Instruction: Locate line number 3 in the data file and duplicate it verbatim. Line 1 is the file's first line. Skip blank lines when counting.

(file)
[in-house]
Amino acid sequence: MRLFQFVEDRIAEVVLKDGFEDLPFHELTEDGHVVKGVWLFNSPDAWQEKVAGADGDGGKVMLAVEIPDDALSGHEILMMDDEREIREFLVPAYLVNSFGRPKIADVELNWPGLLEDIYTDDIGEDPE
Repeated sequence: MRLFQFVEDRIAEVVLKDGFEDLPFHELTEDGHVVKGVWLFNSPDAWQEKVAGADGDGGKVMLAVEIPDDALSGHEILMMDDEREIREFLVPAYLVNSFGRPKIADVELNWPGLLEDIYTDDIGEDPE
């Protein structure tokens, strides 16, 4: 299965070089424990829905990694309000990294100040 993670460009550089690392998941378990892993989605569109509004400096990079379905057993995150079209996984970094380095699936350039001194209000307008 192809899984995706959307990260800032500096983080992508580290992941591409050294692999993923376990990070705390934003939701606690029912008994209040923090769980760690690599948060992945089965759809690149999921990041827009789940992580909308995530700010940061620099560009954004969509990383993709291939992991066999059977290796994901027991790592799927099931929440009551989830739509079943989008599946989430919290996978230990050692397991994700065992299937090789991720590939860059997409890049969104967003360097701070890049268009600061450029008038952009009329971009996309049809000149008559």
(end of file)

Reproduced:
Repeated sequence: MRLFQFVEDRIAEVVLKDGFEDLPFHELTEDGHVVKGVWLFNSPDAWQEKVAGADGDGGKVMLAVEIPDDALSGHEILMMDDEREIREFLVPAYLVNSFGRPKIADVELNWPGLLEDIYTDDIGEDPE